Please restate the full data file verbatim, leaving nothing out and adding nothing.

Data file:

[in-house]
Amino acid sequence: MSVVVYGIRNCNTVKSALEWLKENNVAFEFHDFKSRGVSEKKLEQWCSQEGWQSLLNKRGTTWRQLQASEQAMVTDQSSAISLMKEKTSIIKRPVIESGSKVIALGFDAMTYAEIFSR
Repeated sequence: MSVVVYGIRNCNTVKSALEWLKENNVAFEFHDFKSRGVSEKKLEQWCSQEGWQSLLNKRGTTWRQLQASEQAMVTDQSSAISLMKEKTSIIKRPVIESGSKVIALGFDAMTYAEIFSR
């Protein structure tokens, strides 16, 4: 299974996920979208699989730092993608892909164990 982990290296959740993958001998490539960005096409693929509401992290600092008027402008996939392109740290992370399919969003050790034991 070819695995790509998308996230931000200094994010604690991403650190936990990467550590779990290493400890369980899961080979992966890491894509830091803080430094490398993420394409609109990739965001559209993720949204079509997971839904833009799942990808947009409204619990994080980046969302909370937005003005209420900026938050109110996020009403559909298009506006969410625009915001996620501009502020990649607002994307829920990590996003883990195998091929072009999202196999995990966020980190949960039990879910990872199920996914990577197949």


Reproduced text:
[in-house]
Amino acid sequence: MSVVVYGIRNCNTVKSALEWLKENNVAFEFHDFKSRGVSEKKLEQWCSQEGWQSLLNKRGTTWRQLQASEQAMVTDQSSAISLMKEKTSIIKRPVIESGSKVIALGFDAMTYAEIFSR
Repeated sequence: MSVVVYGIRNCNTVKSALEWLKENNVAFEFHDFKSRGVSEKKLEQWCSQEGWQSLLNKRGTTWRQLQASEQAMVTDQSSAISLMKEKTSIIKRPVIESGSKVIALGFDAMTYAEIFSR
């Protein structure tokens, strides 16, 4: 299974996920979208699989730092993608892909164990 982990290296959740993958001998490539960005096409693929509401992290600092008027402008996939392109740290992370399919969003050790034991 070819695995790509998308996230931000200094994010604690991403650190936990990467550590779990290493400890369980899961080979992966890491894509830091803080430094490398993420394409609109990739965001559209993720949204079509997971839904833009799942990808947009409204619990994080980046969302909370937005003005209420900026938050109110996020009403559909298009506006969410625009915001996620501009502020990649607002994307829920990590996003883990195998091929072009999202196999995990966020980190949960039990879910990872199920996914990577197949």